Step Four: Bankruptcy Order Made

If the court deems that it is appropriate after all evidence is considered, the bankruptcy order will be made. Once the order has been made, you will be declared officially bankrupt, with immediate effect. The official receiver who will be overseeing the process will also be informed immediately.

What To Do Next If Handed a Bankruptcy Order

If you’ve found yourself wondering ‘can a creditor make me bankrupt’, then it’s important to remember, you are not alone. Dealing with financial difficulty in your business for months or years can be a hugely stressful time for anybody. Adding the threat of personal liability into the mix creates a situation nobody should attempt to deal with on their own. If the veil has been lifted and you believe you are now vulnerable to threat, it’s vital that you take immediate action to maximise your personal protection. 

Contacting a licensed insolvency professional at the earliest possible juncture — be it prior to the order being issued when the debts are racking up, once creditors have made contact, ahead of the bankruptcy hearing, or once the order has been made — is crucial. Even if you have already been made bankrupt, it is not too late to ask for help.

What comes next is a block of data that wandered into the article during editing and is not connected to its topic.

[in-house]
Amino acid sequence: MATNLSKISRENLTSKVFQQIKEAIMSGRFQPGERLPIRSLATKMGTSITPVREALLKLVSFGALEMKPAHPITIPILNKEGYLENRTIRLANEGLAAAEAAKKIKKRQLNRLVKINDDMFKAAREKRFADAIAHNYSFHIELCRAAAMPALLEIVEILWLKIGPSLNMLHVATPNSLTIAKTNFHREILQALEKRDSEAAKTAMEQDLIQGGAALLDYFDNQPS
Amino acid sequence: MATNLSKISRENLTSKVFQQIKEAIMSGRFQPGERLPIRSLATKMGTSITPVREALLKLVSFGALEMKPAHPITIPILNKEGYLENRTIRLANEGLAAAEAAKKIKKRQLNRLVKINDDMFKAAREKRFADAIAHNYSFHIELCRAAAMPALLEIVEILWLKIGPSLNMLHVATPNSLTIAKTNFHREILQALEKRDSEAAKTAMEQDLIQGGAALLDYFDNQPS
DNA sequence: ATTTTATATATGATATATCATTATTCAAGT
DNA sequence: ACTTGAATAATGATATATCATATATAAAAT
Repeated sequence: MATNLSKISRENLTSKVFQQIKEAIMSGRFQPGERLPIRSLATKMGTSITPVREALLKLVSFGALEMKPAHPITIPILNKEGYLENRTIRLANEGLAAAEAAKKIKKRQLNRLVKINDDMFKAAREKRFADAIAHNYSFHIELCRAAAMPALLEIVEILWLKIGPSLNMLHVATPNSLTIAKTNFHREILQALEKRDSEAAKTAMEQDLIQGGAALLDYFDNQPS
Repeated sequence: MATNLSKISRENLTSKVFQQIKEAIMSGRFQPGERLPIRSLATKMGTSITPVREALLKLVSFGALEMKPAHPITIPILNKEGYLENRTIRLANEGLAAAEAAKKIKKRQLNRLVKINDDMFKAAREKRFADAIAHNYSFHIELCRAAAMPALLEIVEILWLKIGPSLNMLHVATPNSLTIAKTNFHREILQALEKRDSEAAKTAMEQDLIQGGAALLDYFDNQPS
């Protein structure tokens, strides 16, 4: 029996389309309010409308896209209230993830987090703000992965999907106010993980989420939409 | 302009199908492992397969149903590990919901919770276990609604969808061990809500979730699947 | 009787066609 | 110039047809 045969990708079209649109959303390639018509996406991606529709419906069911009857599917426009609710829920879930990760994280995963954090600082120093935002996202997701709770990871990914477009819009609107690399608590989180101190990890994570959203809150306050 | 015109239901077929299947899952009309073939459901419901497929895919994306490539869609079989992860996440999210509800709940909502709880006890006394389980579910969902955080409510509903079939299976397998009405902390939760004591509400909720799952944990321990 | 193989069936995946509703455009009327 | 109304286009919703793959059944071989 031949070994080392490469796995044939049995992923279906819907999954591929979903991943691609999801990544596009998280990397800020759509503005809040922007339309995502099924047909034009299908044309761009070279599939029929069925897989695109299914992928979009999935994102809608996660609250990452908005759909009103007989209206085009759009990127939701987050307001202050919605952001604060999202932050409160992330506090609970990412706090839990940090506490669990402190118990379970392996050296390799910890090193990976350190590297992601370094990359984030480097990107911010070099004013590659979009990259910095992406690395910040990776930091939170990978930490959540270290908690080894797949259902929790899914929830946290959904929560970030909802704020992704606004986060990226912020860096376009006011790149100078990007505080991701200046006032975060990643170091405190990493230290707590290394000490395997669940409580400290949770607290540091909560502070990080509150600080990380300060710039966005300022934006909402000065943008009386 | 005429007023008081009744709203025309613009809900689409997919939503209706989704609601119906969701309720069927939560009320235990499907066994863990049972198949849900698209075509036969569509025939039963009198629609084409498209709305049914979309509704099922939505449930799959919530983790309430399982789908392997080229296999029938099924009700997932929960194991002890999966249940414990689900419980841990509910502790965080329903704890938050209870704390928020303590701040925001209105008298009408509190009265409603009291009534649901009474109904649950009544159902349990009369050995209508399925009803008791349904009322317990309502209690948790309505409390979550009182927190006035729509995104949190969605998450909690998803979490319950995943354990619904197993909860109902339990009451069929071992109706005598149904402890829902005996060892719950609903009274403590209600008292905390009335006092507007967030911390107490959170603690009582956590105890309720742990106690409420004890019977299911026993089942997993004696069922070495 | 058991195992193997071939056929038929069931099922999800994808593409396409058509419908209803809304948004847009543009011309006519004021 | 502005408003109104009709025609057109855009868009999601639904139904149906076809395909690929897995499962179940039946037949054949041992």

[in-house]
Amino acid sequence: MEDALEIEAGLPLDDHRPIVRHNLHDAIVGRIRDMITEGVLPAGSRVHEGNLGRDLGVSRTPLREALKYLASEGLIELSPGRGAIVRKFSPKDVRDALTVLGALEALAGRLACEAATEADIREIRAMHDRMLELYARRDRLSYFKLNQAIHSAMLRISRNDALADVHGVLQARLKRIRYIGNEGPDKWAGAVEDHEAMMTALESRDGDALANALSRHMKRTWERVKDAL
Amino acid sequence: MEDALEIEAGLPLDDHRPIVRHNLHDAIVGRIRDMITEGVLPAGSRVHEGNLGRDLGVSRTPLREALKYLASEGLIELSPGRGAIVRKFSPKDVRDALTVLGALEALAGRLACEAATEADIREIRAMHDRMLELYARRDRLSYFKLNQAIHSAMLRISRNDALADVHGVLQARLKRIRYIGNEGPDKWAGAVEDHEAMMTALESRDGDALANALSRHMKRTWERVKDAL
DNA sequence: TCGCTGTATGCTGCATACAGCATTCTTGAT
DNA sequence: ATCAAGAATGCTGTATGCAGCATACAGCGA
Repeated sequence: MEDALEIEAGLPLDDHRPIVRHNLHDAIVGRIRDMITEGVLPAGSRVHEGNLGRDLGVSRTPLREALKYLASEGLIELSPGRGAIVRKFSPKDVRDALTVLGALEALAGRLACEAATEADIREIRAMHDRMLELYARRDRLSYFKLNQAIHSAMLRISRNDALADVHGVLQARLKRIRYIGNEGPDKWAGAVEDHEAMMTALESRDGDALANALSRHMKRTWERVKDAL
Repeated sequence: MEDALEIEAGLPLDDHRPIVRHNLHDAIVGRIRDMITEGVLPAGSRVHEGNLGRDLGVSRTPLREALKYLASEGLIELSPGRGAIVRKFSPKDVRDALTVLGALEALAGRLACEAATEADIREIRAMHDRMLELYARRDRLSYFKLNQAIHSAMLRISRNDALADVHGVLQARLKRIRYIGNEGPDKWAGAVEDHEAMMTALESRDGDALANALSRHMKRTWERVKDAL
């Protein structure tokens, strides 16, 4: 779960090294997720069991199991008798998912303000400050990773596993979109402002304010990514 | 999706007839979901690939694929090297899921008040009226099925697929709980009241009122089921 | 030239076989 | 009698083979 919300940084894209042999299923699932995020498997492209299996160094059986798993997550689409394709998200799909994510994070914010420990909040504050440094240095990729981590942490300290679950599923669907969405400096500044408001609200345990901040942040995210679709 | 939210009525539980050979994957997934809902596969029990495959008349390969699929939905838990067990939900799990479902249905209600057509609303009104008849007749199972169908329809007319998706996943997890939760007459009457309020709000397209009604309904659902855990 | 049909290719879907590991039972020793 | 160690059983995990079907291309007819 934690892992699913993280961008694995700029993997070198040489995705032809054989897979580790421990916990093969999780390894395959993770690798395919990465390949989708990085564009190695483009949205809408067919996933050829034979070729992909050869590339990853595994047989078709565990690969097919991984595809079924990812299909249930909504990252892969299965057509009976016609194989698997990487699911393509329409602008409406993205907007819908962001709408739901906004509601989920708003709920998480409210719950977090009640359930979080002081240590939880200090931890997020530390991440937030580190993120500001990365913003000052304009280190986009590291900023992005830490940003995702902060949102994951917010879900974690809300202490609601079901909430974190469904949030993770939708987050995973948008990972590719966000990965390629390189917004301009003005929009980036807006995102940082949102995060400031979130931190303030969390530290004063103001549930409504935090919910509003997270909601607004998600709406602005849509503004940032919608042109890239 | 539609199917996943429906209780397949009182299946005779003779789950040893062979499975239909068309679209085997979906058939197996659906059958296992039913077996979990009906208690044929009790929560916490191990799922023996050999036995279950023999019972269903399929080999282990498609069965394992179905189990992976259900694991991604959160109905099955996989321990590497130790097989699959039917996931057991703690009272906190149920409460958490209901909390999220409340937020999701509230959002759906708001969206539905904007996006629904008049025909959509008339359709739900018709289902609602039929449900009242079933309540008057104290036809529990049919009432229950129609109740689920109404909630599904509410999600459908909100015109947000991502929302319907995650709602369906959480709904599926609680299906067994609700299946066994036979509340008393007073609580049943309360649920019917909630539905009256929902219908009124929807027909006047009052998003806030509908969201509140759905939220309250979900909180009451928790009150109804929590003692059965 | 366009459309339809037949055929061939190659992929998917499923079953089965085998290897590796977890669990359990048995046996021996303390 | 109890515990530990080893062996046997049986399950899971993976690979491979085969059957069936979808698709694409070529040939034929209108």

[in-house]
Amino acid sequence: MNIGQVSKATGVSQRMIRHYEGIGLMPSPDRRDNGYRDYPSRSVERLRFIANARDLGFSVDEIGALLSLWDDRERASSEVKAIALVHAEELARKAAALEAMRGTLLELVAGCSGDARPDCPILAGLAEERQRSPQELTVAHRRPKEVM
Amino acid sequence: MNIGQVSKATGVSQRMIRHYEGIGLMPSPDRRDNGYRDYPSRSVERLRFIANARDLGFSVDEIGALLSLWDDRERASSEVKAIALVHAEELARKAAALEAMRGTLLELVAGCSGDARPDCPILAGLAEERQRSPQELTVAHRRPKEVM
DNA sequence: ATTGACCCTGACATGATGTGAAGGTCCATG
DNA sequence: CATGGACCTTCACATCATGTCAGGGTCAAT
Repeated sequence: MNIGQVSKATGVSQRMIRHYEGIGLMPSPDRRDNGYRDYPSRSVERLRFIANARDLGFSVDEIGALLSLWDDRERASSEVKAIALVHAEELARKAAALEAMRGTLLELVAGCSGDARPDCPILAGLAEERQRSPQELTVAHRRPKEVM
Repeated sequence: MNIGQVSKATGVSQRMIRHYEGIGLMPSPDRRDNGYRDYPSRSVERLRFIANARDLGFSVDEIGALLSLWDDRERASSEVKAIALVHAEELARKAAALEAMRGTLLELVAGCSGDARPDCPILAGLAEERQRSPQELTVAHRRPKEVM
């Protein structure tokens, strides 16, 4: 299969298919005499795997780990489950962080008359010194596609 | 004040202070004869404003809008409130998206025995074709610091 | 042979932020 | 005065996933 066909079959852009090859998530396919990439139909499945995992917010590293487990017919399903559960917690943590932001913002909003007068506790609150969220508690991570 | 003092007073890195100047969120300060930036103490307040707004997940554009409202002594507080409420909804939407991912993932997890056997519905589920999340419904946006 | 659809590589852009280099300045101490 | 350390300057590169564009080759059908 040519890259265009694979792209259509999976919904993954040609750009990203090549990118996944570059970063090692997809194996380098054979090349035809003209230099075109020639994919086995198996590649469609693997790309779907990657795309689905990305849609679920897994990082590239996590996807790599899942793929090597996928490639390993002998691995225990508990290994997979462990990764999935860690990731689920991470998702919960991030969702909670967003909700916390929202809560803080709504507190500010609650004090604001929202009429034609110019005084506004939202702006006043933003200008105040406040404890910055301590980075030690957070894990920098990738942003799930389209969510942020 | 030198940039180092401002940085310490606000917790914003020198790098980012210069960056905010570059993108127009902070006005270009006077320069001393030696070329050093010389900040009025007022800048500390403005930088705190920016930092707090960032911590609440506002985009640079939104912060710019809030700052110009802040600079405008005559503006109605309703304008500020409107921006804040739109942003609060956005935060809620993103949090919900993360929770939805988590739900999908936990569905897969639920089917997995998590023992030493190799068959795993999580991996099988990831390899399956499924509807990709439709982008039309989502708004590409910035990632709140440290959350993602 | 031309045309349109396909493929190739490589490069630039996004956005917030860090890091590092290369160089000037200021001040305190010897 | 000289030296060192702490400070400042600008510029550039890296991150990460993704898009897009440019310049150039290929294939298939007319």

If you want to avoid being personally liable yourself, it’s important that you better understand the art of cash flow management. Poor management of the money coming in and out of your business will only result in, at best, complications down the line, and at worst it can lead to personal liability or even legal issues. 

Inquesta’s expert team has been there, done that, and seen it all. If you are attempting to negotiate the minefield of financial difficulties, it is vital that you have somebody in your corner who actually knows how to help. Burying your head in the sand can only make the situation worse. Likewise, foolhardy attempts to turn your fortunes around can also cause a situation to worsen. 

Contact us today to find out more about what we can do to help you avoid bankruptcy — or support you if it is inevitable. Alternatively, for an immediate insolvency contact, get in touch via our live chat.